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I am looking for a small to midsize firm to apply to in San Francisco that is fresh, new and does not use sketchup...or watercolor rendering. You might call me a snob but come on Its the 2014 people, why is this still happening? The majority of portfolios I see are early 2000's style adobe flash websites with the cheesiest sketchup renderings of typical plazas and sketchup style box homes. Is it just me that dislikes this terrible trend? I'm no technologist, but I can't stand it when ANY software dictates a design process of outcome. Any suggestions?
Have fun getting chewed-up by the real world.
They all moved to Oakland.
I'm sorry but I don't think there are any "cutting edge" firms in the Bay Area. You need to venture south to Los Angeles for that.
Ha that's so true , even in the Pacific Northwest , all boxy sketch up stuff , still stuck in the Stone Age. La and Ny is where it's at
real world? haha... if you're OK with the garbage that's being pumped out today in the more conservative parts of the american architectural world, then the jokes on you...you'll end up pushing the same stuff that you hated when you were in school.don't let the software dictate what you wanna do...especially one as inferior as sketchup.I was hoping that SF out of all places would be a little bit more forward thinking. NYC for another summer it might be.
go become Zaha's bitch
le Courvoisier, I think you have a good point that is being dismissed so ignorantly. why is it that so many firms use a free/cheap 3d modeling software that does produce garbage? why is that okay with people? and why is it that practice is so slow to change? what we do in academia; learning more advanced and sophisticated modeling software, construction, and fabrication methods/processes can increase the quality of buildings, the environment, and our landscapes, yet as you put it garbage is still being pumped out. how can you transform the design quality and culture at your office?
90% of what humans produce is garbage. Why should architecture be any different? It isn't the software, it's clients who only care about the bottom line, designers who mistake the early adoption of fads for innovation, and shitty mass produced materials. And the folks who think that they are cutting edge are even worse- ridiculous snobs who are more interested in what will photograph well than in actually making spaces that people can use.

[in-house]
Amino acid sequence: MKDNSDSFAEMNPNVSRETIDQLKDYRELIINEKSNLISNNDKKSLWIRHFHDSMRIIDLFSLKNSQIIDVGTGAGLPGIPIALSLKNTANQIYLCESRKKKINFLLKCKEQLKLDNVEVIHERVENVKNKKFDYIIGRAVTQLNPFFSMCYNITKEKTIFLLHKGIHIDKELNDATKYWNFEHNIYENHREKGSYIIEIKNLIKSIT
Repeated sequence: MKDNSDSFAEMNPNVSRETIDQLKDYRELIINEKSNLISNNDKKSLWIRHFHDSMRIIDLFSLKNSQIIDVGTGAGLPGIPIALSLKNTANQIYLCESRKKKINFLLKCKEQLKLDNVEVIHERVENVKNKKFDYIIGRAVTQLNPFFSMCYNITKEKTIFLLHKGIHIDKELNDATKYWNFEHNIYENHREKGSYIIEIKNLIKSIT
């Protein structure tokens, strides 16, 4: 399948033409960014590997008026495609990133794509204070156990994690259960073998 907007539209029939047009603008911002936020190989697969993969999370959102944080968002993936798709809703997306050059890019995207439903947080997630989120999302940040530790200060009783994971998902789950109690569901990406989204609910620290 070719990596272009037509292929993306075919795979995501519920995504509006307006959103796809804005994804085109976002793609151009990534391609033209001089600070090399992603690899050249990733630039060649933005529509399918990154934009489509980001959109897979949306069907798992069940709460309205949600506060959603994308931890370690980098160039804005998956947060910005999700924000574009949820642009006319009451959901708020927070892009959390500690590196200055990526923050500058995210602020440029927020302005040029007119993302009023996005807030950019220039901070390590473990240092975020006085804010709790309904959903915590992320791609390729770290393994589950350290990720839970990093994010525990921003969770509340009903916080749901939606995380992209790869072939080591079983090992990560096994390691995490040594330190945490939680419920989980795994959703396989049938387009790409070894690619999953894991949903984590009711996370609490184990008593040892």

"don't let the software dictate what you wanna do"
Forget the idea that you might actually have agency. Accept your status as a cog in the machine, shut up, and get those details cranked out. Who cares if your firm is churning out trash as long as you can keep your head above water. Pay off the student loans, the mortgage, and put your kids through school so they can do something as devoid of meaning as your career will be.
Or, maybe you'll get lucky and be one of the few who actually gets to participate in the construction of something worthwhile. Probably not, though.
come on though dude. I'm not talking about flashy starchitect designs. I don't care about that stuff. But if you think about the way that most firms today still operate under an outdated 90's 2D CAD paradigm and how much TIME and MONEY it takes to make design changes in CDs when it is already too late, then why doesn't it make sense to do something else?Look at some of the best firms like KPF, Shop, Ennead etc....mostly in NYC. Those guys are doing something right. Look at the process that they have set up, and tell me that you are not jealous. What you are saying anonitect is exactly proving my point. The reason why we all have to keep our heads above water and can't get paid enough is because we are still part of a construction process that is outdated. Think about in the 80's and 90's how autocad first took off and how a room of 20 hand-drafters on a project turned into a group of 10 (maybe less). Now, BIM is the next thing and it will further shrink those numbers...giving the designer more power albeit in less numbers. whatever, you can find this argument somewhere else on archinect, I gotta go.
You got to have thicker skin than this to stay in this business! If you think this is tough, go hang out with a contractor on a job site...
Anyways, to answer your question, most people here are correct, there is a larger critical mass of "cutting edge" firms in LA, than in SF. I think it is mostly because there is, frankly no cutting edge school of architecture in SF. In LA, you have UCLA, Sciarc, USC, Woodbury, Pomona (though not all are as cutting edge).
SF has somehow always stuck me as a place to go to learn about more "corporate" architecture, though some of it is fun too.
I think some of the commentators on this list might have found your comments slightly awkward and possible naive, especially since it sounds like you want to work in SF but favor the NY-LA architectural nexus. People bandy about this term of being "Cutting edge" in architecture, especially straight out of school, and I can assure you that down the road your views will change, especially as you learn the more technical and cultural side of construction, Or that many firms have different values then getting published or experimenting with material fads. A lot of what is "cutting edge" will literally be junk in 10-15 years. BIM modeling and software will continue to shape architecture practice, and there are some opportunities to 'reclaim' a greater decision making role in design and construction. However, legal and cost issues tend to make this all but impossible.
I would suggest LA if you are looking to move West but I also think if you get out there and work a bit in SF you will find a number of decent firms to work for.
Jayness, bingo on the naive point.
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